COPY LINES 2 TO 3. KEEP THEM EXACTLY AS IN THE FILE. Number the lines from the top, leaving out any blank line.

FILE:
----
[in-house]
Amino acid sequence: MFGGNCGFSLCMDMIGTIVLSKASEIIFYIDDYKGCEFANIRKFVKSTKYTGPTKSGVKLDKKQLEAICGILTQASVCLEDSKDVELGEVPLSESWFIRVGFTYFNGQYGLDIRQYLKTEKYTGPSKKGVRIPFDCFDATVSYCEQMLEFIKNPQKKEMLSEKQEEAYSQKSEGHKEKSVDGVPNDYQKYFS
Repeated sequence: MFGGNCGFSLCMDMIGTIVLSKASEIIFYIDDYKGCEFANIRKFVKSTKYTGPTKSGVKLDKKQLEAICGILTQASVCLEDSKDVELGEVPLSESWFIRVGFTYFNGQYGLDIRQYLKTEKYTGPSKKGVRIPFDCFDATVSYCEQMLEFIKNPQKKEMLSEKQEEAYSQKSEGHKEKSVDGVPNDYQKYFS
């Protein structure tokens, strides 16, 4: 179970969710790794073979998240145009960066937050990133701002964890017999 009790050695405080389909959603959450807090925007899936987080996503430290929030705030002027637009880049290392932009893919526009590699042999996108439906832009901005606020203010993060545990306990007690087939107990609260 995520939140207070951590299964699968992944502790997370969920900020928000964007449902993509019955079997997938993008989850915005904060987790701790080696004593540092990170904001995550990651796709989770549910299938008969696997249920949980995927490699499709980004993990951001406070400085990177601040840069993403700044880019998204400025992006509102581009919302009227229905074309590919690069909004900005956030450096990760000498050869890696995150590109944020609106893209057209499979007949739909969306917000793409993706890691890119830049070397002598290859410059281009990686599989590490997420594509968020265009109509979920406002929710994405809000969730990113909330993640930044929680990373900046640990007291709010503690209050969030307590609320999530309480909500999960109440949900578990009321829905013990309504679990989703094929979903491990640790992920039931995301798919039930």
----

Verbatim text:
Amino acid sequence: MFGGNCGFSLCMDMIGTIVLSKASEIIFYIDDYKGCEFANIRKFVKSTKYTGPTKSGVKLDKKQLEAICGILTQASVCLEDSKDVELGEVPLSESWFIRVGFTYFNGQYGLDIRQYLKTEKYTGPSKKGVRIPFDCFDATVSYCEQMLEFIKNPQKKEMLSEKQEEAYSQKSEGHKEKSVDGVPNDYQKYFS
Repeated sequence: MFGGNCGFSLCMDMIGTIVLSKASEIIFYIDDYKGCEFANIRKFVKSTKYTGPTKSGVKLDKKQLEAICGILTQASVCLEDSKDVELGEVPLSESWFIRVGFTYFNGQYGLDIRQYLKTEKYTGPSKKGVRIPFDCFDATVSYCEQMLEFIKNPQKKEMLSEKQEEAYSQKSEGHKEKSVDGVPNDYQKYFS